Think back to the time when you had just graduated high school. You had the whole summer to relax, but could you really relax? The excitement and anticipation of your college years loomed at the end of the summer. To be on your own, away from the supervisory eyes of your parents, free to do what you wanted when you wanted to do it, and as long as you kept your grades up and you didn't get busted by the cops, campus security, or the faculty, the next four years were to be the best of your life.
Now imagine arriving at campus on that first day. And all of your worst fears, your darkest nightmares are about to become a reality. That's what you will find in Campus Chills, a collection of thirteen college-themed tales of the supernatural by some of the best writers in the industry.
In Harbinger, Kelley Armstrong enthralls us with the tale of Jenna, a student haunted by the ghost of a naked dead girl. Is the girl a threat or is she trying to warn Jenna of impending danger?
Julie E. Czerneda's The Forever Brotherhood introduces us to Dougie, who feels threatened by the presence of thirteen glassy-eyed Goth students seated at the back of the lecture hall, thirteen students whom nobody ever sees enter or leave the room, but who are always there.
The ghost of a professor obsessed with an authentic leather-bound Shakespearean collection haunts the library in Kimberly Foottit and Mark Leslie's Prospero's Ghost.
In Truth-Poison, James Alan Gardner tells of the discovery a fruit that contains a compound that proves deadly to some, but has the ability to reveal the cosmic truth to others.
Sèphera Girón tells us of one student's attempt to put an end to a string of brutal attacks that have plagued the university and its surrounding area in Can You See the Real Me?
How far would you go to impress a girl? In Michael Kelly's Different Skins, Gary volunteers to spend the night down by Taddle Creek, the haunting grounds of The Lady of the Sticks, just to prove to Carmen he's got a bigger set than his friend Will.
What can a museum's exhibit of a triceratops and the accidental death of a young girl have in common for Ashley? Find out in Nancy Kilpatrick's Sara.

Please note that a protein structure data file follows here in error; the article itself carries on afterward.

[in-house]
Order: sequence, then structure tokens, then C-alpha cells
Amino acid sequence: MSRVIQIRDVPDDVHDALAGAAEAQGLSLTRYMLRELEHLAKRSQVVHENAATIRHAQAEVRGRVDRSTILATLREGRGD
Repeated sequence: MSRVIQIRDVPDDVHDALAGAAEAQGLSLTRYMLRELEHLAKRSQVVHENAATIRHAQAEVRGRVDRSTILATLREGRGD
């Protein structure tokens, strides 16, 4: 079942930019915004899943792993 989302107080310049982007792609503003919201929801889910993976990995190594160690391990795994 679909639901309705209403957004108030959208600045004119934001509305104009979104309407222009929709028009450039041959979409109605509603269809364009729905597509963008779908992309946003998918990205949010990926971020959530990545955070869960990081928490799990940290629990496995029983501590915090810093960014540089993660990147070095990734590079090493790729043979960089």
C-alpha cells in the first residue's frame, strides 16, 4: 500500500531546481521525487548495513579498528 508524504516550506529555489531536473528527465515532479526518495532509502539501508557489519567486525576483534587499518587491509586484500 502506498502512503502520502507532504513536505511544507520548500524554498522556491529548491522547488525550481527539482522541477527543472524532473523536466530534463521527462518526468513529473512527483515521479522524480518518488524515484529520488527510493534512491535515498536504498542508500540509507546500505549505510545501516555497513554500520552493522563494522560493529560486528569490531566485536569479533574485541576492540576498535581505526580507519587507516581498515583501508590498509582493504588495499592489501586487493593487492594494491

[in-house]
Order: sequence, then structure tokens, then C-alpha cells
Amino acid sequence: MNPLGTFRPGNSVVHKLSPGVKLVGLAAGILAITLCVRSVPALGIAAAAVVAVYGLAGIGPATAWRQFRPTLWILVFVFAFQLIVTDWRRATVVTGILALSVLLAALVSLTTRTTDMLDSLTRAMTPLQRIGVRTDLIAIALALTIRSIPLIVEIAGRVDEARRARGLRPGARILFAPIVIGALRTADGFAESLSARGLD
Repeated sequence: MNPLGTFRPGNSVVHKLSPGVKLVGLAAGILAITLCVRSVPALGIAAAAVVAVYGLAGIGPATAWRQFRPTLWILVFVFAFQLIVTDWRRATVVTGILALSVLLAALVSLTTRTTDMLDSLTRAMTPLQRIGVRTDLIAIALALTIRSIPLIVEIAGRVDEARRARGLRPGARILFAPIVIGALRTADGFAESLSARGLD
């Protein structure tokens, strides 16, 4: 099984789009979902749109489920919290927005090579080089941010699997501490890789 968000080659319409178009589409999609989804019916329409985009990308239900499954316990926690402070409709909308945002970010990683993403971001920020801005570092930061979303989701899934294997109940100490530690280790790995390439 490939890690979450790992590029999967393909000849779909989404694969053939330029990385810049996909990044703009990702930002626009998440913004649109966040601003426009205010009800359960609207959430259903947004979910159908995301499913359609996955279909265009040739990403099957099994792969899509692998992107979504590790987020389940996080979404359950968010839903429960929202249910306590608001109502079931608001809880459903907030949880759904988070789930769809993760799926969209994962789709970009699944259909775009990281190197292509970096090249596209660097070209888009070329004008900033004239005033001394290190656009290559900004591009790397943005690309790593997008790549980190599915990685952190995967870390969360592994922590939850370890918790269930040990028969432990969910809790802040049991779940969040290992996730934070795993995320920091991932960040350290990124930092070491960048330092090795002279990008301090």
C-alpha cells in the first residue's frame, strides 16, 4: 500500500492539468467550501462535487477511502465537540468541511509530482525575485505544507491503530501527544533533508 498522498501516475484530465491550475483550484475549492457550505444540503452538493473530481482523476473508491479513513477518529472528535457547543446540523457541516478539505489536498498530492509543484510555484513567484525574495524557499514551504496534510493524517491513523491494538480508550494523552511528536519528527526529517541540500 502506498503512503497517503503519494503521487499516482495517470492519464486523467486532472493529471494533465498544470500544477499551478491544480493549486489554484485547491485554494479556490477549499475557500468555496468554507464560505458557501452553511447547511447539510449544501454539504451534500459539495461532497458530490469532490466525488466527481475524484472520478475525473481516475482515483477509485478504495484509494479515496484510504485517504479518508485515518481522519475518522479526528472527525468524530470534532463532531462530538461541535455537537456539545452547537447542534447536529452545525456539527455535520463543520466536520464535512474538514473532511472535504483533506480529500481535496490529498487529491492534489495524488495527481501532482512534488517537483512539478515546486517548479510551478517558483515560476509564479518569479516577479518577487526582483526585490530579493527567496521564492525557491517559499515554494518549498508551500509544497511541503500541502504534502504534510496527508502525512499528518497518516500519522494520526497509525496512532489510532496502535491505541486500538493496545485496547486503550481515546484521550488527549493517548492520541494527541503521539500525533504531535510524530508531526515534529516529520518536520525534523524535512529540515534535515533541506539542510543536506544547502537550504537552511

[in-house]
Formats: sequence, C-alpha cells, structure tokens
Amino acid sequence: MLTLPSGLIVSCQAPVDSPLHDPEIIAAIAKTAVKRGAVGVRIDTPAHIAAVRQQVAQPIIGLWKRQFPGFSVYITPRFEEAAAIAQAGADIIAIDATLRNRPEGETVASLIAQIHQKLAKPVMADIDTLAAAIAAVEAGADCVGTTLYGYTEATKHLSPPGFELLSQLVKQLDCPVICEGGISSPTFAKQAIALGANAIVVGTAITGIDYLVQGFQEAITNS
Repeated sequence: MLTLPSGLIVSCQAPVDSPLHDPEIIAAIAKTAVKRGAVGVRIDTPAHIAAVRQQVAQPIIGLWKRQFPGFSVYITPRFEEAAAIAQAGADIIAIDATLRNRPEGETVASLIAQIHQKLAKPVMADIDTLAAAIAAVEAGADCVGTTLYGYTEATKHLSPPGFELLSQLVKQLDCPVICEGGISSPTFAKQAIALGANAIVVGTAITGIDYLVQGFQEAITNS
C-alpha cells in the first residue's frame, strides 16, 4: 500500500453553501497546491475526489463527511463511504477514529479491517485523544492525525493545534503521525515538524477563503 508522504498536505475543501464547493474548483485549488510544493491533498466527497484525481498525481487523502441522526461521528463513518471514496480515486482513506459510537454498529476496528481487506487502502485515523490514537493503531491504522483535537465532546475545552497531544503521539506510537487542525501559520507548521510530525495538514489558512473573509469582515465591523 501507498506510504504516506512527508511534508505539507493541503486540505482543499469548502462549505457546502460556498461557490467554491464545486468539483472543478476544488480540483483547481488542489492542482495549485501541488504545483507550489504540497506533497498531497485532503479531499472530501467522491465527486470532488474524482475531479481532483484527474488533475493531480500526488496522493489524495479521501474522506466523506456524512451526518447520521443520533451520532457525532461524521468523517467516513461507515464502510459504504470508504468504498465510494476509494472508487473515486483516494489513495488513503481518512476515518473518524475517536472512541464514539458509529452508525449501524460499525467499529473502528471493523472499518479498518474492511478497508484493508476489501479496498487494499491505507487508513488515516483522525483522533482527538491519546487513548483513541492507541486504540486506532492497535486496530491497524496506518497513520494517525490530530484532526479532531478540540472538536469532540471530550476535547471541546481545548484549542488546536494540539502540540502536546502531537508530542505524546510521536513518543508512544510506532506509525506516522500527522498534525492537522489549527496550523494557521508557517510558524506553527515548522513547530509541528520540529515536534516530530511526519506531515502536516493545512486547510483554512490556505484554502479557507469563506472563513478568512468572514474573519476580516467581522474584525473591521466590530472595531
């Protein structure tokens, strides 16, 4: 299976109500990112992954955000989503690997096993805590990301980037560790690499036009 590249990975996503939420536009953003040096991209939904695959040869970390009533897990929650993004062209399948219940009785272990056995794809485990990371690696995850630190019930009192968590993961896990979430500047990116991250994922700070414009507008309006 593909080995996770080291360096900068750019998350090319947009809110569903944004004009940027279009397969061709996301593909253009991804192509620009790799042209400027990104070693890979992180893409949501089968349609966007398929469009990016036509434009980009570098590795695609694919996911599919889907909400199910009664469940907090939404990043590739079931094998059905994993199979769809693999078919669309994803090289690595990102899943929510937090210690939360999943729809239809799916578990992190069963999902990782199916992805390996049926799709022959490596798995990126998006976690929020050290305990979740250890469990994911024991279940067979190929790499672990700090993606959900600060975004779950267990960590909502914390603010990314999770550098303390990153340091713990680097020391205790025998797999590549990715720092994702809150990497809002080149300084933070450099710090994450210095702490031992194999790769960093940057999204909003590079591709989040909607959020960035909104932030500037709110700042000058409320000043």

Can the dead reach out to punish the living for their crimes? Or are Shara's symptoms psychological manifestations brought about by the guilt of having murdered her "best" friend. Susie Moloney answers that question for us in Sown.
If you had the chance to go back in time to save the one person you loved most in life, would you do it? What if by opening that window and saving that person, you risked bringing about the end of the world as you know it? Would that change your mind? In Douglas Smith's Radio Nowhere, Liam has that opportunity.
Quite a bit of what goes on at The National Institute of Nanotechnology happens behind locked doors. But something has escaped in Brit Trogen's Red Cage, and it has already killed one person. Kevin made a mistake in his past and it has haunted him. He now has the chance to redeem himself if he can stop the thing from killing again. Or will he be its next victim?
To what extreme would you go to pass a class? In Edo van Belkom's The Sypher, Richard LaPorte, a straight-A student, suddenly finds himself in danger of failing a class and ruining his GPA. Half-joking, a friend who is also in danger of failing the class, points the finger at a fellow student who comes across as being not all that smart but who happens to be acing the class, accusing them of "siphoning" the knowledge from the select few who happen to be failing the class. Even though he is joking, Richard takes it to heart and plans to do something about it.
On a more traditional note, Steve Vernon's Old Spice Love Knot shows the extremes a girl in trouble will go to in order to protect her family from shame, and how love can reach across the distance to protect a loved one from what could be a tragic mistake.
In In Pursuit of Dreams, Carol Weekes shows us that when young man has a strong desire to learn, he can overcome all obstacles, even death, and what it means for the professor responsible for delivering that education.
When I read anthologies, I usually have low expectations, as I tend to find the stories hit or miss. The collected tales are, for the most part, uneven, either leaving me cold or keeping me on the edge of my seat. Rarely have a come across a collection of short stories that have a solid core and remain solid throughout. Campus Chills is one of those rare exceptions, and I applaud Mark Leslie for the choices he made when compiling this anthology. I admit that not all of the stories appealed to me, but they were well written and kept my interest. Not once was I tempted to skip ahead over the balance of a story because it bordered too much on science fiction, which usually tends to bore me, or didn't contain enough of a horror element to suit me. The stories were crafted in a way to keep me reading, and for me, that is a successful story.
Campus Chills is perfect for those nights when you are home alone and the rain is coming down and the night is highlighted by thunder and the occasional flash of lightning. I highly recommend it!